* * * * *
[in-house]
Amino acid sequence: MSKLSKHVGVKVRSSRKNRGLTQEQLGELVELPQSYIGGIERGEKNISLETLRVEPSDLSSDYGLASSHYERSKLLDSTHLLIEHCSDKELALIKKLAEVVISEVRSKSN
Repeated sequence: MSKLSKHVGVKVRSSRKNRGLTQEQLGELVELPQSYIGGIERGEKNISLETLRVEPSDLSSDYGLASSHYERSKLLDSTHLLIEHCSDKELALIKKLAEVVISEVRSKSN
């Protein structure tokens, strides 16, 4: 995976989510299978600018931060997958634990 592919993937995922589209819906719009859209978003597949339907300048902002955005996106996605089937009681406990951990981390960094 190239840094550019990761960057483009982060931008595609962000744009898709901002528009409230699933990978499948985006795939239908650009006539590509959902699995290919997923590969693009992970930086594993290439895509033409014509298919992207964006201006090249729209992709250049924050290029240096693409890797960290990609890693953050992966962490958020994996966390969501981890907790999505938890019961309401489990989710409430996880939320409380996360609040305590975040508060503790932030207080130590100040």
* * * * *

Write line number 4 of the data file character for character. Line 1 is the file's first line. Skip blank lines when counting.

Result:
């Protein structure tokens, strides 16, 4: 995976989510299978600018931060997958634990 592919993937995922589209819906719009859209978003597949339907300048902002955005996106996605089937009681406990951990981390960094 190239840094550019990761960057483009982060931008595609962000744009898709901002528009409230699933990978499948985006795939239908650009006539590509959902699995290919997923590969693009992970930086594993290439895509033409014509298919992207964006201006090249729209992709250049924050290029240096693409890797960290990609890693953050992966962490958020994996966390969501981890907790999505938890019961309401489990989710409430996880939320409380996360609040305590975040508060503790932030207080130590100040």